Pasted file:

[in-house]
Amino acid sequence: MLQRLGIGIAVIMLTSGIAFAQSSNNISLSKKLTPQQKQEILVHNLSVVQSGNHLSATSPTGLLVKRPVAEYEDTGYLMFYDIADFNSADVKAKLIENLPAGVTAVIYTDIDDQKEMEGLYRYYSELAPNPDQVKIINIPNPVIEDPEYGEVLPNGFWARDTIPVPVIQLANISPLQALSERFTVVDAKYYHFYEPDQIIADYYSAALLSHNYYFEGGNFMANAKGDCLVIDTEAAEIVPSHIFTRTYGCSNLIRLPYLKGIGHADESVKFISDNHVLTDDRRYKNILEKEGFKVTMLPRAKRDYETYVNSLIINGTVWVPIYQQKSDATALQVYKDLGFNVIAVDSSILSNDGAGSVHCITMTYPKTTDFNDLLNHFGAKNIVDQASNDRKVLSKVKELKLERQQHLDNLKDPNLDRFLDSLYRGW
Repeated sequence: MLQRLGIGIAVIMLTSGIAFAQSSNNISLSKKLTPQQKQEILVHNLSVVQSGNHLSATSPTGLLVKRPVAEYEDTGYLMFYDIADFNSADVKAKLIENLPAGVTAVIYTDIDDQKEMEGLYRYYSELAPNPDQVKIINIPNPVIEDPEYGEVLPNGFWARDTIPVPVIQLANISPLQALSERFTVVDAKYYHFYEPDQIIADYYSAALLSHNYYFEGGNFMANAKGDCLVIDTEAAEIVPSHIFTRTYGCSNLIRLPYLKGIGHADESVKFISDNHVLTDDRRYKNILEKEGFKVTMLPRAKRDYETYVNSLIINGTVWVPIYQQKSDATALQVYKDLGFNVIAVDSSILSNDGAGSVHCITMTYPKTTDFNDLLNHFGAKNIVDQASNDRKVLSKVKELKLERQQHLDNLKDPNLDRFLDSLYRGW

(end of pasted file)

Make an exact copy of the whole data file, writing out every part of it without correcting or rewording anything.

[in-house]
Amino acid sequence: MLQRLGIGIAVIMLTSGIAFAQSSNNISLSKKLTPQQKQEILVHNLSVVQSGNHLSATSPTGLLVKRPVAEYEDTGYLMFYDIADFNSADVKAKLIENLPAGVTAVIYTDIDDQKEMEGLYRYYSELAPNPDQVKIINIPNPVIEDPEYGEVLPNGFWARDTIPVPVIQLANISPLQALSERFTVVDAKYYHFYEPDQIIADYYSAALLSHNYYFEGGNFMANAKGDCLVIDTEAAEIVPSHIFTRTYGCSNLIRLPYLKGIGHADESVKFISDNHVLTDDRRYKNILEKEGFKVTMLPRAKRDYETYVNSLIINGTVWVPIYQQKSDATALQVYKDLGFNVIAVDSSILSNDGAGSVHCITMTYPKTTDFNDLLNHFGAKNIVDQASNDRKVLSKVKELKLERQQHLDNLKDPNLDRFLDSLYRGW
Repeated sequence: MLQRLGIGIAVIMLTSGIAFAQSSNNISLSKKLTPQQKQEILVHNLSVVQSGNHLSATSPTGLLVKRPVAEYEDTGYLMFYDIADFNSADVKAKLIENLPAGVTAVIYTDIDDQKEMEGLYRYYSELAPNPDQVKIINIPNPVIEDPEYGEVLPNGFWARDTIPVPVIQLANISPLQALSERFTVVDAKYYHFYEPDQIIADYYSAALLSHNYYFEGGNFMANAKGDCLVIDTEAAEIVPSHIFTRTYGCSNLIRLPYLKGIGHADESVKFISDNHVLTDDRRYKNILEKEGFKVTMLPRAKRDYETYVNSLIINGTVWVPIYQQKSDATALQVYKDLGFNVIAVDSSILSNDGAGSVHCITMTYPKTTDFNDLLNHFGAKNIVDQASNDRKVLSKVKELKLERQQHLDNLKDPNLDRFLDSLYRGW